Monday, January 20, 2020


I've just finished listening to the book Deep Survival: Who Lives, Who Dies and Why.

It's a fascinating examination of why some people survive wilderness accidents, while others don't. This isn't going to be a book review but one hint regarding the key to survival is that it's not about experience in the wilderness.

What I've been thinking about is the similarities between surviving getting lost in the wilderness or plane crash in the wilderness and surviving the loss of someone you love.

Wilderness survivors invariably accept their situation. They don't live in denial.   People who get lost have a strong temptation toward denial--saying they are fine, or the lodge is just over the hill that way.

Survivors acknowledge they are in trouble, possibly desperate trouble. I think, not seeking as a counsellor or a psychologist, that grievers need to get to the point of acceptance faster rather than slower. That's why I have always insisted on saying Faye died, as opposed to saying she passed away or some euphemism. Yes I believe in eternal life. But her body is dead, I will not see her again in this life.

And I admit to being lost without her. Life is not the same. And building a new life has been difficult.

Survivors take responsibility for their survival. They don't wait for someone to rescue them. They know that, when it comes down to it,  survival is up to them.

I think that applies to surviving grief. I have had lots of people reach out to me in my darkest times. I know there are people who love me and I am truly grateful for them.

But the reality is nobody can fill that aching hole in my heart. And I have had to face dark days alone. Rebuilding my life is between myself and God and His grace. Nobody but myself, with the help of God, can tend the flame in my heart. So I blame no one and ultimately cannot surrender to self pity.

Survivors see the beauty even in their fear and pain. People clinging to life on the side of a mountain have been known to see the beauty. It could be called glimpsing heaven from a seat in hell. People who don't have that perspective tend to die on their mountainsides.

I say that absolutely applies to my grief journey. I have to choose to see beauty whenever I can and to be grateful. Joy is available. Joy can be found. And I am grateful and I express gratitude every day.

Survivors chose to live and they are determined in that choice. People struggling to survive wilderness disasters actually often have a certain dual perspective of abandonment to never getting out alive but fighting for life as long they have breathe.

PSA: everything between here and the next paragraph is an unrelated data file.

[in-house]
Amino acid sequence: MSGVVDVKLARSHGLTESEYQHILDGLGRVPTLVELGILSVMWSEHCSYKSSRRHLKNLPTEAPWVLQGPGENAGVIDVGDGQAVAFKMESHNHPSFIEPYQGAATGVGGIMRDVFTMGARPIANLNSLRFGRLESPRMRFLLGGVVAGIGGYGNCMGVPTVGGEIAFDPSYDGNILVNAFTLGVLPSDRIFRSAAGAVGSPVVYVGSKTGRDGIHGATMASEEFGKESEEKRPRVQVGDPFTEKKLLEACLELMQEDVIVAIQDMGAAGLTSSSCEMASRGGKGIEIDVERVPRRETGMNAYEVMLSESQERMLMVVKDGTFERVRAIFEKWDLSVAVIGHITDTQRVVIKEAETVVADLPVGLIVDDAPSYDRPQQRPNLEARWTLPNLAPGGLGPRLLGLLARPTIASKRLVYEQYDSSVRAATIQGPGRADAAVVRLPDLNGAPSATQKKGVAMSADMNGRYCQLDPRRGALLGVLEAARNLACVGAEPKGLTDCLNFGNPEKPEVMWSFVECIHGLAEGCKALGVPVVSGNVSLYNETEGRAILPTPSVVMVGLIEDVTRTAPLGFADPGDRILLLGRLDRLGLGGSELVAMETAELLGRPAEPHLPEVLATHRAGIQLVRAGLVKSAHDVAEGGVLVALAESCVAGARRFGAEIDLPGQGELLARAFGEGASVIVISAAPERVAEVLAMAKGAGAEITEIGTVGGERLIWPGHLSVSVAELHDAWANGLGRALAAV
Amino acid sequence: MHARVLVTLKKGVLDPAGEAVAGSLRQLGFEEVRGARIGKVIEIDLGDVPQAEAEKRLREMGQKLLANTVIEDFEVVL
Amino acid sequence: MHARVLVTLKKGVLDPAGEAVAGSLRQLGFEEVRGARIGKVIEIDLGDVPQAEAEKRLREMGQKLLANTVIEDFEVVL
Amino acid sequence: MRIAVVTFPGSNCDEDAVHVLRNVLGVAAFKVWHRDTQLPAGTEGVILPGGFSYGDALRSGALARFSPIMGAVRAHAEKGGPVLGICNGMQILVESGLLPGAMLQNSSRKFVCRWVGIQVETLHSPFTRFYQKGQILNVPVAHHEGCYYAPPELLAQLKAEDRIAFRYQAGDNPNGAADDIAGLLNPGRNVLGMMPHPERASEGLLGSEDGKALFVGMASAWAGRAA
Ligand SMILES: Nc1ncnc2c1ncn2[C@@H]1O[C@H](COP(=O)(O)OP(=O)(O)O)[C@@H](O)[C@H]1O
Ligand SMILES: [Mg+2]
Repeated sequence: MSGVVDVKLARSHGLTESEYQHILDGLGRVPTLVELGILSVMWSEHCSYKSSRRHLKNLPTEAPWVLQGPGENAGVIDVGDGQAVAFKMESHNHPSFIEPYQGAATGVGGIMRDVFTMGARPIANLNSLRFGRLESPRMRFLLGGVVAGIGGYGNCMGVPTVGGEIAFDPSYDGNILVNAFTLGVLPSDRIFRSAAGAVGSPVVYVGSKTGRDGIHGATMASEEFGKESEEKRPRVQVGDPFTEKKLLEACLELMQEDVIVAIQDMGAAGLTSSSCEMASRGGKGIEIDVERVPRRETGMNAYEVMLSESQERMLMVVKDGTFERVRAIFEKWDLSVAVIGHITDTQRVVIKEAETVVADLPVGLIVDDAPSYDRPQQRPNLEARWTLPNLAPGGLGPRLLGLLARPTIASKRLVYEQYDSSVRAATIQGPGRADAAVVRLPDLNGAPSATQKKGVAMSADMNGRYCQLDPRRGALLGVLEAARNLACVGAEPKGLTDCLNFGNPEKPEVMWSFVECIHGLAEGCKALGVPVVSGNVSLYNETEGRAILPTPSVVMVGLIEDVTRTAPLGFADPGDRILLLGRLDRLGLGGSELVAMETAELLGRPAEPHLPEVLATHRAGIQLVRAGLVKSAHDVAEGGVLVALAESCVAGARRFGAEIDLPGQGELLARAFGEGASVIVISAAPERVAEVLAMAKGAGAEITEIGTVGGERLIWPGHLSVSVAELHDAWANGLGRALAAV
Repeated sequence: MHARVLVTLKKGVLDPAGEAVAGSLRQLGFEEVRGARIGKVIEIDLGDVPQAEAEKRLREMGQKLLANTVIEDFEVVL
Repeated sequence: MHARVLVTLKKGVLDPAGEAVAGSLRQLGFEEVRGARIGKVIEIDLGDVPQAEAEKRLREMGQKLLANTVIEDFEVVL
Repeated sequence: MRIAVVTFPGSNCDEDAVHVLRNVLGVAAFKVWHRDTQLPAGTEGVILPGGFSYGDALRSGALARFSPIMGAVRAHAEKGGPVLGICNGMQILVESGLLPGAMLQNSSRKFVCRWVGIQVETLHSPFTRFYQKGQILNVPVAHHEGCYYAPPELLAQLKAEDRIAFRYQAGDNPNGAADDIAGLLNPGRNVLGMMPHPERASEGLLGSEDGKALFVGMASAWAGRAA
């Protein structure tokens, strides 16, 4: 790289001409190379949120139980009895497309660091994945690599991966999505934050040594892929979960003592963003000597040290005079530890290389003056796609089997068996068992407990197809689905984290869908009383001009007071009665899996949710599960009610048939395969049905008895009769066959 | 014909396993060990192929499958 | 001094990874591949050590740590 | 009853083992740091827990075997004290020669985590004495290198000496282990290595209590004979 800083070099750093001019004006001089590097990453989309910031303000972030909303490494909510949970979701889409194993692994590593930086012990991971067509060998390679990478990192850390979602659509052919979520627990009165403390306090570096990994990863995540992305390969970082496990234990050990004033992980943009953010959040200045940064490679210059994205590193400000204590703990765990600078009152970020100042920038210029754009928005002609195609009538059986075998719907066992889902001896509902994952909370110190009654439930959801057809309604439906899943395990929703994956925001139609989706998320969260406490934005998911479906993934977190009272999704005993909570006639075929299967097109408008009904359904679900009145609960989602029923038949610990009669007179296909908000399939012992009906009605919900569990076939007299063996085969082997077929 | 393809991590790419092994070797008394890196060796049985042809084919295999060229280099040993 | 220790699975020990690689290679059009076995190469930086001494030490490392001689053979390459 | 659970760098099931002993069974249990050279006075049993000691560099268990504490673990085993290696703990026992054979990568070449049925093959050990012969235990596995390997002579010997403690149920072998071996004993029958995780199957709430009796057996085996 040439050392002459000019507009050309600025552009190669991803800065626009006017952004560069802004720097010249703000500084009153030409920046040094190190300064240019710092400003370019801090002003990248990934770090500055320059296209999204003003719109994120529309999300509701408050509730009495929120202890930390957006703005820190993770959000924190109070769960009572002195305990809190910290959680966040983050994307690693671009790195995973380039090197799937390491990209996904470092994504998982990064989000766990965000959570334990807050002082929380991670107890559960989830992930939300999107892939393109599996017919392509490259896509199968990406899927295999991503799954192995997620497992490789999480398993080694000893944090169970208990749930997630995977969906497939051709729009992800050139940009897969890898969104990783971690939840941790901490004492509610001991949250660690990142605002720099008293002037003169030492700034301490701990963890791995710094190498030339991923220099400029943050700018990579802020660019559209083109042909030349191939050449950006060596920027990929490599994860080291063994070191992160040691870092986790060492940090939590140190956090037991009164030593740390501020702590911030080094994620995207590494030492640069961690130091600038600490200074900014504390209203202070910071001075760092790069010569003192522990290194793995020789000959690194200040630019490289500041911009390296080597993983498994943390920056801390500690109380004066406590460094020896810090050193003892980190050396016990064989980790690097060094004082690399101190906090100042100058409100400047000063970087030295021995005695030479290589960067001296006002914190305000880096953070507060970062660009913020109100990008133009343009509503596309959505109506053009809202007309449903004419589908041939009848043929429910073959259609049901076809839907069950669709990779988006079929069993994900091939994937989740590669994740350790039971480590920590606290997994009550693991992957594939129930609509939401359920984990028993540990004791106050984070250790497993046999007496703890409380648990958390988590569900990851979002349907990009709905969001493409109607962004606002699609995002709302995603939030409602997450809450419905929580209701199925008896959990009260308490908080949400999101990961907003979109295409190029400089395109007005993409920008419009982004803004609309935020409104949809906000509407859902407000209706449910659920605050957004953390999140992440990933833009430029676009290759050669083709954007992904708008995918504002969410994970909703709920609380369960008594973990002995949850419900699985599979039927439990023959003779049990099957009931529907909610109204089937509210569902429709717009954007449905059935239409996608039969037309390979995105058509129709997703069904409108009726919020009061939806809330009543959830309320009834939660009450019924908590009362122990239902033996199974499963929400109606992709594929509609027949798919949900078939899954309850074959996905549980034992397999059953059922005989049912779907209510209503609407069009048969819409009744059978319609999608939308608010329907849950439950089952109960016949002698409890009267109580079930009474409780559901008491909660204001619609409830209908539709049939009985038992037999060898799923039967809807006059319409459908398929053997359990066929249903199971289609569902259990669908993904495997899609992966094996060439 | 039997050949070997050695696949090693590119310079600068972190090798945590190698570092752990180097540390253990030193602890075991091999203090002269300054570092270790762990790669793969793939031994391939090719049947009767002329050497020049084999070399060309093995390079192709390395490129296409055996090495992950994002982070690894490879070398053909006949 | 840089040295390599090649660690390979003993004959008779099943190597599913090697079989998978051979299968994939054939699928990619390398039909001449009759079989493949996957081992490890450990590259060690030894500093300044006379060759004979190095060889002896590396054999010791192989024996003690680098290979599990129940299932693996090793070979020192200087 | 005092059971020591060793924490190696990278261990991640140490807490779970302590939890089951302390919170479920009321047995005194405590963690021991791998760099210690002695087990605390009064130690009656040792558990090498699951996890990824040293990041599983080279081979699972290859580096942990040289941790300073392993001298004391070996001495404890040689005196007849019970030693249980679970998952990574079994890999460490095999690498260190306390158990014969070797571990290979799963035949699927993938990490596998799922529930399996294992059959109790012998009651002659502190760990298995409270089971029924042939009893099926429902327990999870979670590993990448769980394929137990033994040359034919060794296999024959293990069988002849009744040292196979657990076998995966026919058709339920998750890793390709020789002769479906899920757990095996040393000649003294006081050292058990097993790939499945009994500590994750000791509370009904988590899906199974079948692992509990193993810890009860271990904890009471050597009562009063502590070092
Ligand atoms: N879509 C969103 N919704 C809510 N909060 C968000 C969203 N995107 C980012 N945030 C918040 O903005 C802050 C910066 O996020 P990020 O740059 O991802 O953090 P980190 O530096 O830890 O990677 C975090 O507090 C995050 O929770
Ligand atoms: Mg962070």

I choose to pursue life. I will know joy. And I will know new life again. I am determined. It may only be inch by inch and day by day but I will take that inch.

Soli Deo Gloria.

Friday, December 27, 2019


As my second year without Faye draws to a close, on Jan. 17, to be precise it troubles me to acknowledge I'm still in significant measure lost. Yes I am. My life is still in a bit of shamble.

Hope and faith remain steadfast, yet I still feel like I'm driving in the fog. When I talk with other grievers I find many of us are still in the same place.

My emotions are fairly stable. I have happy days. In fact I have genuinely happy days. And more reasonably happy days than the opposite. If you would ask me how I'm doing I would more than likely tell you that I'm fine, or good, or perhaps I'd say I'm okay. And I would be telling the truth.

But yet I'm having trouble getting life in order and living with purpose.
My house is a mess and I feel like I'm still drifting through life.

With that in mind my one word for 2020 is purpose.

To explain I like to end every year, or begin every new year, with a single theme word. The word this is year is purpose. I intend to live this year with purpose. Beginning, of course with finding purpose.

Of course my intention is to live fully for the glory of God as the tattoo says "Soli Deo Gloria." But what that is supposed to look like for me, in particular, this particular year, has yet to be fully determined. But I will live with purpose. That might mean leaving some things behind while I pursue new purposes. Could be. Might be. But it does mean embracing life again.

And it does mean forgetting what lies behind and pressing on to my high calling. And yes I am firmly convinced good things lie before me. I will, I must, go where the life is and where the joy.

That sounds kind of vague and mystical perhaps. But it's time to live with purpose again. I must be determined in that.

As I've been praying and meditating of late I've been sensing a call to embrace new wineskins. Sounds a little frightening but I will do so. I need to live again.

Pressing on.

Monday, November 18, 2019

When My Heart Is Torn Asunder By: Phil Wickham

It's been a while

I haven't posted for a long time--50 percent because I'm feeling better, 50 percent because I've lost my discipline.
I would say I'm doing well emotionally, but my world is still upside down.
And so I press on.

Monday, September 9, 2019


I haven't blogged a lot of late. Partially it's a matter of other priorities and partly because it seems the first part of my grief journey has come to an end. The sharp pain of sorrow doesn't trouble me so much anymore. And I am thankful for that.

But the journey continues.

I stumbled across the word hiraeth yesterday. Hiraeth is a Welsh word.  The definition is a homesickness for a home to which you cannot return, a home which maybe never was; the nostalgia, the yearning, the grief for the lost place of your past.

All that seems to sum up my present state. I can honestly say I'm doing well but underneath there is an almost unidentifiable yearning, or longing for the home I've lost. I still have my house, but the home that I had with Faye is lost.

And I yearn, to a new degree, for that eternal home where I will meet Faye.

And I press on.